Before there was Depeche Mode, there was Composition of Sound, a minimalist synth act that Vince Clarke, Martin Gore, and Andy Fletcher formed in the spring of 1980. COS were able to put together a 4-song demo with Clarke on vocals. A few weeks later Clarke heard Dave Gahan singing David Bowie’s “Heroes” at an informal jam session, and asked him to join the group.

    Daniel Miller, the founder of Mute Records who first signed Depeche Mode and was an early musical influence on the band, said of Composition of Sound: “I just thought they looked dodgy—dodgy New Romantics. I didn’t even hear the music at that point.”

    According to Jonathan Miller’s Stripped: Depeche Mode, Composition of Sound did play a handful of gigs. The first COS show with Dave Gahan on vocals happened on June 14, 1980 at Nicholas Comprehensive in Basildon. The poster for the show touted a “Discotheque featuring French Look and Composition of Sound.” Composition of Sound was the headliner and French Look opened. Vince Clarke remembered the gig going pretty well, because Gahan “had all his trendy mates there.”

    The most amusing show COS played sounds like something out of This is Spinal Tap:

    Composition of Sound played a third, as it turned out, final gig with the same line-up at a youth club at Woodlands School, Basildon, where their audience consisted of a bunch of nine-year-olds. “They loved the synths, which were a novelty then,” remembers Fletcher. “The kids were onstage twiddling the knobs while we played!”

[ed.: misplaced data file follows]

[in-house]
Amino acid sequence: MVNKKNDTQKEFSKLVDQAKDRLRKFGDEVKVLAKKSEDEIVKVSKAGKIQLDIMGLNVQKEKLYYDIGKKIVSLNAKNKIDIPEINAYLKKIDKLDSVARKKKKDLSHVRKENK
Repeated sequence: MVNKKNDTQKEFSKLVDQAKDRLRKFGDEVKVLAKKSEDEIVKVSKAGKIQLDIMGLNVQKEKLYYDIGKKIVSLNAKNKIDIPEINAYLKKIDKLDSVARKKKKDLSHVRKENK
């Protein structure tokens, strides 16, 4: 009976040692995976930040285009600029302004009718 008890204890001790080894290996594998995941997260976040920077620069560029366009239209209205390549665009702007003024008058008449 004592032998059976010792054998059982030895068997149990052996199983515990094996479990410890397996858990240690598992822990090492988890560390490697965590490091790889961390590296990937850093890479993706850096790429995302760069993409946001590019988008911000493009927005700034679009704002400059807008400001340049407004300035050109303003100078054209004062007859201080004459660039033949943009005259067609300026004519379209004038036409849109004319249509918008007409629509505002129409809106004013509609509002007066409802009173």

Keep reading after the jump…

    Posted by Martin Schneider | Leave a comment
    Life in McHell: The profoundly evil McDonaldland ‘hellscapes’ of Jake and Dinos Chapman

    A tiny version of Ronald McDonald dancing on top of a cross. Part of a ‘hellscape’ by Jake and Dinos Chapman.

    Jake and Dinos Chapman have been creating miniature “hellscapes” for nearly twenty years, with their first one being unveiled to the public in 1999. The diabolical work was unambiguously entitled “Hell” and took two years to make. In a not-so-strange twist of satanic fate, the warehouse that “Hell” was residing in caught fire and the pair’s debut hellscape was destroyed within in a matter of minutes. According to the Chapmans they received a phone call from a journalist about the demise of “Hell” asking them if it was true that “Hell” was “on fire”? Now that’s some cosmic irony.

    Taking the loss in stride the brothers continued their work and followed up “Hell” with “Fucking Hell” which included over 30,000 figures, and the “Sum of All Evil” which focused on bringing together McDonald’s and Nazi symbolism, tormenting the fictional inhabitants of McDonaldland (you know, the place where French fries grow in gardens, hamburgers grow on trees and friendly fishies frolic around in Filet-O-Fish Lake) with visions of cannibalism, mutilation and death. The multi-faceted hellscape took more than six months to complete with the help of fifteen additional workers. While their hellscapes are about as grim as anything I’ve ever seen (and these eyes have seen a lot of grim), the Chapmans insist that their subversive work is meant to be more humorous than shocking. Here’s more from Jake Chapman on that: